To get unstuck, we have to overcome our fears. The only way to do that is to confront them!
My oldest son, Caleb, seems to struggle with many fears. He’s a borderline hypochondriac at times. He is not comfortable talking to people. He sometimes worries too much about his looks and about what other people think of him. But I think his biggest fears are in the categories of “change” and “trying something new.”
When he was 7, we were going to sign him up for baseball because he enjoyed playing catch and batting. He was a natural. A week before sign-ups, he said he didn’t want to play anymore. Although disappointed, we didn’t want to force him so we let it go. A week after the sign-up deadline, he changed his mind. Too late. But lesson learned for mom and dad, because the following year, history repeated itself. He got cold feet just before sign-ups, but we signed him up anyway and he went on to have an amazing “career” in Little League, elementary school and junior high.
The pattern appeared again during the summer before junior high, when we started talking about him playing golf for the school team. He had never played competitively before, but he started to get excited and we found him a good starter set on sale. The week of tryouts, he got cold feet and started complaining and moaning about how he didn’t want to play anymore because he wasn’t any good and he’d embarrass himself. I dragged him to the information meeting. And then told him to just go to tryouts and if he didn’t like it, he didn’t have to play. Plus, if he got cut, then no harm done anyway. He made the team—barely—and then decided to stick it out. When he started, he was number nine on the depth chart of a 10-player roster. He finished the season at number two on the depth chart. He has kept playing and has played on the Varsity team in high school all three years he’s been there.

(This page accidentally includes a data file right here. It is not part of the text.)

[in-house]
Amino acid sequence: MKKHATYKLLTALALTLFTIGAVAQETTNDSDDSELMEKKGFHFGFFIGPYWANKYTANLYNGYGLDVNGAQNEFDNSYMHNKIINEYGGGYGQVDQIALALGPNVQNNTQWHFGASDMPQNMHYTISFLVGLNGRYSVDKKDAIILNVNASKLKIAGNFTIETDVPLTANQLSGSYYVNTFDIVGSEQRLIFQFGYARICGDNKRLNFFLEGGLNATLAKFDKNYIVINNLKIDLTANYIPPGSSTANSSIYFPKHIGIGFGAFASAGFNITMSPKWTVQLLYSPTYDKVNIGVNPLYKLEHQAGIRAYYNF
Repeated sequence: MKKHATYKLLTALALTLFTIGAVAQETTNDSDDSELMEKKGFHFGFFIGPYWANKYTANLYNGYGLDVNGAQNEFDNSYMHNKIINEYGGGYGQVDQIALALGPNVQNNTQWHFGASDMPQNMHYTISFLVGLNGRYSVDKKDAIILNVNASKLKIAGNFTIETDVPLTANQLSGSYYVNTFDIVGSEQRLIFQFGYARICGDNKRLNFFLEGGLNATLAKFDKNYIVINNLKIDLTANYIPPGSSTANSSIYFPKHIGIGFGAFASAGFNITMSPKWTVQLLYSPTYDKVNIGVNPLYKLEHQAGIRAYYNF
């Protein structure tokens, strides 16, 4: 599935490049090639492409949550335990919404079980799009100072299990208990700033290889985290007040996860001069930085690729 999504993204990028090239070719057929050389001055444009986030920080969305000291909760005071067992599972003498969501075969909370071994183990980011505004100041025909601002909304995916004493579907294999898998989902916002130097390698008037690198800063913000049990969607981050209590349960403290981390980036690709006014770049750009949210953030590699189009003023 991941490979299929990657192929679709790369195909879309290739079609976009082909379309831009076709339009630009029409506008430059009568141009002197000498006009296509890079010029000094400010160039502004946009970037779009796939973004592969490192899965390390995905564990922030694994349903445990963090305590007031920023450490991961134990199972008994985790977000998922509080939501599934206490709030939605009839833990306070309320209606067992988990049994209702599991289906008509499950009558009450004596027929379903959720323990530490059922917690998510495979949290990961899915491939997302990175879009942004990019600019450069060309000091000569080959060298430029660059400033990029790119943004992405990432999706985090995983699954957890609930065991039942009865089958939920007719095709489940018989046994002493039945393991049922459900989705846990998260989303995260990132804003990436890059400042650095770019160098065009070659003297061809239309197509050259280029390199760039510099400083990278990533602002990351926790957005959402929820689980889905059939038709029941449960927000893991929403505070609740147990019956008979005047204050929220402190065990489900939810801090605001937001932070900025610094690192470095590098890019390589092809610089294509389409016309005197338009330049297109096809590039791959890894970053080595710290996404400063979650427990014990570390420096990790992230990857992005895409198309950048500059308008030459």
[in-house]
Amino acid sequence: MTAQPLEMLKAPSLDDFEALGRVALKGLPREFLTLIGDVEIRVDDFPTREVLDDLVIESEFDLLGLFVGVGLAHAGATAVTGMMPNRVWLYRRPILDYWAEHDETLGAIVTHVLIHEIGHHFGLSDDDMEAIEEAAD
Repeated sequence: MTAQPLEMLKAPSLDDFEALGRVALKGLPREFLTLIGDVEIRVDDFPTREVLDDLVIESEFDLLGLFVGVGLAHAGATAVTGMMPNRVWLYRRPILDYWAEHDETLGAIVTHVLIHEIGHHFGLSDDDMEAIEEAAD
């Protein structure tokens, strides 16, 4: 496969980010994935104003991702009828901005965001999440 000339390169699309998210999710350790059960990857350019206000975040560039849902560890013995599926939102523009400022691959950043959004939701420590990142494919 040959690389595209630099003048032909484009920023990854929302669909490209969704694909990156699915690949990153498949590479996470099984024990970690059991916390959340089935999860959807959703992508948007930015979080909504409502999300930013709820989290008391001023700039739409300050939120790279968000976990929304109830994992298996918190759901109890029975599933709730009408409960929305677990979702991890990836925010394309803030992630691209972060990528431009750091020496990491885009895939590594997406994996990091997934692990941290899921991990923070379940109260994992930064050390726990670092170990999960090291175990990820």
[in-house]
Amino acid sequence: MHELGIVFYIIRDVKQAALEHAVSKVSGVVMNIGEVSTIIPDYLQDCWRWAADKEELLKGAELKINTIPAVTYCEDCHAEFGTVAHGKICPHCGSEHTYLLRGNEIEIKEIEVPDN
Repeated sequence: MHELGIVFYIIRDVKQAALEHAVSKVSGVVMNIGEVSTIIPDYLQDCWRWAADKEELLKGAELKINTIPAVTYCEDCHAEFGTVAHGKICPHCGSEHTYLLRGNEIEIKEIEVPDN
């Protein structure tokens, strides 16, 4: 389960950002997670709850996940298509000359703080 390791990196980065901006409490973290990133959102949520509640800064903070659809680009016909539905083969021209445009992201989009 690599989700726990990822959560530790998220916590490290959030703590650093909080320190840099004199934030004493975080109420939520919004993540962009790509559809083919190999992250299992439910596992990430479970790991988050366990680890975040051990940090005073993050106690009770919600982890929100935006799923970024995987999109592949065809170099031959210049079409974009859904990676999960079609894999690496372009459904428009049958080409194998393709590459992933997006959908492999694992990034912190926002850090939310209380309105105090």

I could go on and on with examples like this, but let me share just one more. At the end of his freshman year, he had the opportunity to go to the Fellowship of Christian Athletes summer camp at U.C. Davis. It’s four hours from home and was going to be his first time being alone away from home for an extended period of time—about four days. One of his golf teammates would be there, but other than that, he didn’t know anyone else going. In addition, his friend would already be at the venue ahead of him, so he was going to have to ride a bus to the camp filled with other kids from around the area. So to recap, he has to ride four hours with a bus full of strangers, to a location he’s never been to, with no family and—oh yeah—he was going to have to share a dorm room with a kid that he didn’t know. Total Discomfort Zone. And as expected, about two weeks prior to the trip, the complaining started that he didn’t want to go anymore and why couldn’t he just stay home and blah, blah, blah.
Two weeks later, I dropped him off at the bus, gave him a hug, told him I loved him and watched him drive off in the bus. My oldest boy. Alone and afraid. (I’m getting a bit emotional as I retell this.) A few days later, when we went to pick him up, I got even more emotional—not from welcoming him home, although it was exciting to see him. No, what got me emotional were the first words out of his mouth. As soon as he saw us, before he even said “hello”, he said “Can I go again next year?”